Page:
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Life insurance claims denied, families of vets sue feds, Prudential p3

Sat Jul 28th, 2012 on     Insurance Claims,    

We have been talking about life insurance and the Armed Forces. A group of four families has taken the U.S. Department of Veterans Affairs and Prudential Financial Inc. to court over payment of life insurance benefits. The defendants say the deceased family members, all former active duty military, were not covered because they did not complete the appropriate paperwork.

When they separated from the military, the service members had 120 days to submit an application and the first premium payment for veterans’ coverage under the Veterans Group Life Insurance program. The life insurance policies in effect when they were on active duty terminated at the end of those 120 days or the date the VGLI policy went into effect, whichever was sooner.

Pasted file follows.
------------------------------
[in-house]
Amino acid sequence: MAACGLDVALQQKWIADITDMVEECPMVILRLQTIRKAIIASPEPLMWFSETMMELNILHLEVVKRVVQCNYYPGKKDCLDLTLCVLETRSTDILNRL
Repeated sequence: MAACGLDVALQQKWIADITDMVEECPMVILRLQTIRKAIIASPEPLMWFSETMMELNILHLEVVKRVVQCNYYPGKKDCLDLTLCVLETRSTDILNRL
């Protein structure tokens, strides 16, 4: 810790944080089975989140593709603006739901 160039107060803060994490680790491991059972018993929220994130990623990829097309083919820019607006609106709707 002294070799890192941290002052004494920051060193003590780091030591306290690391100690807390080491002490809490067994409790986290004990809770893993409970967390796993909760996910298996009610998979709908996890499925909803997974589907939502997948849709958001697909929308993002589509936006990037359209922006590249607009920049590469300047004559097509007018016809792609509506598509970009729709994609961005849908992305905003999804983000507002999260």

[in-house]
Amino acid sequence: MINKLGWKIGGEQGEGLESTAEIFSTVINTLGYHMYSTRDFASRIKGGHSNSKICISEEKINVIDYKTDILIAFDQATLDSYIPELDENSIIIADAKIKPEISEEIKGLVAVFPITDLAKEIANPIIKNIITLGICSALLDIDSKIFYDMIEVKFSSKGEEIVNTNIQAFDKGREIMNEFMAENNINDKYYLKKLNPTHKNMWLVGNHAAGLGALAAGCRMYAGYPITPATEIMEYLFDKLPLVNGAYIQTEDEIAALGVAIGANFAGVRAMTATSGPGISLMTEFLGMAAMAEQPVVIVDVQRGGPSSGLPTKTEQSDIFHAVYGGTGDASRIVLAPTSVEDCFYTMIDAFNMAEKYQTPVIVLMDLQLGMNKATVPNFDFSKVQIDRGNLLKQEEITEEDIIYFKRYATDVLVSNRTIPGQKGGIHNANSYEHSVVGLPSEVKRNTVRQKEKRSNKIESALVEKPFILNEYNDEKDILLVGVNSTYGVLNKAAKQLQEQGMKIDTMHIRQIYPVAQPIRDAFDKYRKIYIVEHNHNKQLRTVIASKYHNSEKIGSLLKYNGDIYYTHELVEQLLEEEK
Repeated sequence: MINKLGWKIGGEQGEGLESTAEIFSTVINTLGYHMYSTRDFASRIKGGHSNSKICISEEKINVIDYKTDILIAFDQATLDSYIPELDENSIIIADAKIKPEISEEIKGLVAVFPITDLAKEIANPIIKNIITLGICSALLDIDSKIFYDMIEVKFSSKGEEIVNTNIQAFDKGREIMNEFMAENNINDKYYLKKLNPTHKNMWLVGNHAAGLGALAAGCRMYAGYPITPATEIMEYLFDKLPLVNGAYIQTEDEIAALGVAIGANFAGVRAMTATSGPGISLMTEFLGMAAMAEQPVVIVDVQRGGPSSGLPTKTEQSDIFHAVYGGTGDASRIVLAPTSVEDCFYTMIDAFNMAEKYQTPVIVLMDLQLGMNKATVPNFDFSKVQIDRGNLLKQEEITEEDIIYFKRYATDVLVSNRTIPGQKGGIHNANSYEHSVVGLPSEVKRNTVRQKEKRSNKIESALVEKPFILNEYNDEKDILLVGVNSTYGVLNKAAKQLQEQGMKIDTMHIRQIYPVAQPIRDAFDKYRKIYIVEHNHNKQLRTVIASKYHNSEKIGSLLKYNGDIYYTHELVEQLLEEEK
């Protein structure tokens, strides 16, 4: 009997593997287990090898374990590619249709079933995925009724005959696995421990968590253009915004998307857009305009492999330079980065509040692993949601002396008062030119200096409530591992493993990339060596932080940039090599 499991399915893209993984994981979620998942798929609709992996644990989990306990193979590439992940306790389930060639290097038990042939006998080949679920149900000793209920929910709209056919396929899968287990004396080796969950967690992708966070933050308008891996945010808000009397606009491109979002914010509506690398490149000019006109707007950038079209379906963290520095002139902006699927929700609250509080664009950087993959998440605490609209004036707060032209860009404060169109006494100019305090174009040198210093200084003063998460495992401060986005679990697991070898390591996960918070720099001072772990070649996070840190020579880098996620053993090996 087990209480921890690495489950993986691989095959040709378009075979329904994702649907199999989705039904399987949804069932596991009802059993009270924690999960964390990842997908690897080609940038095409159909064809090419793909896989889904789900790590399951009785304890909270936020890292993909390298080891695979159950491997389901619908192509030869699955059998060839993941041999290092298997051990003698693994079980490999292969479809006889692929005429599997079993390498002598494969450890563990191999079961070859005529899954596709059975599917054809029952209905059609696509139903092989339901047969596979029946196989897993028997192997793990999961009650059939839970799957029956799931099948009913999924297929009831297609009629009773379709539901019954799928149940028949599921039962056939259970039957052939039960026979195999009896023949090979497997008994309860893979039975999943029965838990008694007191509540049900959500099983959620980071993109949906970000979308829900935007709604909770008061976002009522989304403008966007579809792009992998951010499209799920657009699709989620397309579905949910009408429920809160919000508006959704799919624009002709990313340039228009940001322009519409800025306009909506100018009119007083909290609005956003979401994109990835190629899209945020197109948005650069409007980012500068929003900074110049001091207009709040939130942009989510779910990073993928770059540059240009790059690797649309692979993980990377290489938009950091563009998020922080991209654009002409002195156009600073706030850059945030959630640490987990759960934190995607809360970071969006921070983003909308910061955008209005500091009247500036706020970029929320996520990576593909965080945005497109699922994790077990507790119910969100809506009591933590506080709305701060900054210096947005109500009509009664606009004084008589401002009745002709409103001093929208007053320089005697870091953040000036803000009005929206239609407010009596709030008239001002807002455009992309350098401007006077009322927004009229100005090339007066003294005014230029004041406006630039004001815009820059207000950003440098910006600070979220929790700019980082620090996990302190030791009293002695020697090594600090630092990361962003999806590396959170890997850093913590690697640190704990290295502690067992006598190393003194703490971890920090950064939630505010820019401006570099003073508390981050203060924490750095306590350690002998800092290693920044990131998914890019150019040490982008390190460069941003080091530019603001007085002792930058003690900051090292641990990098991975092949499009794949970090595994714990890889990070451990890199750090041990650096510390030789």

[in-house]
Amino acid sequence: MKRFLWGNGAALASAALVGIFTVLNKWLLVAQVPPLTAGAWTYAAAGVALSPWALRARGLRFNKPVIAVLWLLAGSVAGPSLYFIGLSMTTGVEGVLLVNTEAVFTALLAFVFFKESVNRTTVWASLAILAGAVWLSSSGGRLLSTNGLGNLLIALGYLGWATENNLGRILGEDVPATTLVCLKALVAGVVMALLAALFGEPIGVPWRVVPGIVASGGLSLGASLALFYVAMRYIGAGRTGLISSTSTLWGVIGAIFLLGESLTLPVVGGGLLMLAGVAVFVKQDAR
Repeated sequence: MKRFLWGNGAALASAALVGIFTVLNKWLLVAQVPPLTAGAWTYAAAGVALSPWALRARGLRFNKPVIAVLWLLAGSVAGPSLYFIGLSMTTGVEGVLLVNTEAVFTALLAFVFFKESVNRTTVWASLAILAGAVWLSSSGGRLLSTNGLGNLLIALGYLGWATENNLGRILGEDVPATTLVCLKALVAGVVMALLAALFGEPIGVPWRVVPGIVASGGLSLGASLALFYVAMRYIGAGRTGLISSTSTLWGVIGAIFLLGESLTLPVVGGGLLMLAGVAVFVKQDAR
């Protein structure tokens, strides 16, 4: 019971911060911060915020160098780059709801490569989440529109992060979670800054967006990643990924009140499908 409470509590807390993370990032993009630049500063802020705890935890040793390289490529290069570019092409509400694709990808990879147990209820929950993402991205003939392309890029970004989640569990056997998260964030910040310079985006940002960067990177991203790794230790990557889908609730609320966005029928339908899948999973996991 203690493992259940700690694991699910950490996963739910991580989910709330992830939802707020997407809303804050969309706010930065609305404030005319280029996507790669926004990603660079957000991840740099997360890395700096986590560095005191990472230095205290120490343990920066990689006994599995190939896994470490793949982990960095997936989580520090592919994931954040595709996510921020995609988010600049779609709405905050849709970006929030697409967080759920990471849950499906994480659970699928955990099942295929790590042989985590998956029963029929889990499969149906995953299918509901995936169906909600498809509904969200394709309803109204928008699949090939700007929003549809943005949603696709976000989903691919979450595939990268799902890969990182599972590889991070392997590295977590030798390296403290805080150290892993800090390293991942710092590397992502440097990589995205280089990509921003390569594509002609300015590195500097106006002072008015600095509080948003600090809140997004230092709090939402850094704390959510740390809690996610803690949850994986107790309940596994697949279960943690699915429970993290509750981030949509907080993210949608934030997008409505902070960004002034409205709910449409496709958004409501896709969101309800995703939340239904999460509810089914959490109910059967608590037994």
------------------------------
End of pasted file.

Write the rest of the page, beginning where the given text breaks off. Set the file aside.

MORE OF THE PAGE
The problem for the veterans in this case was that the military never notified them that the coverage would terminate. Nor were they told that they would have to apply for VGLI.

It isn’t entirely clear that this young man could have even managed the application. His father eloquently describes how his son had changed when he came back from his tour in Iraq. The moodiness, the memory loss and the chronic pain were only hints of how deeply the war had affected him. He couldn’t hold onto a job. It was clear to his father, just as it was clear to the other families in the lawsuit, that the war hero suffered from post-traumatic stress disorder.

The plaintiffs discovered that there is an exception to the 120-days-and-you’re-out rule. If the veteran is disabled at the time of “deactivation” from the military, the Servicemember Group Life Insurance policy remains in effect for an additional two years or until the veteran is no longer disabled, whichever occurs earlier. At that point, the veteran has 120 days to apply for VGLI.

Like so many other former service members, these four suffered the disability of PTSD when they returned from Iraq and Afghanistan. As a result, their families say, they should be entitled to life insurance coverage.

We’ll finish this up in our next post.

Source: Courthouse News Service, “Prudential, USA Stiff Families of Suicidal Veterans, Kin Claim,” Cheryl Armstrong, July 12, 2012

Our firm handles similar situations to the one discussed in this post. If you would like to learn more about our practice, please visit our Miami Life Insurance Claim page.

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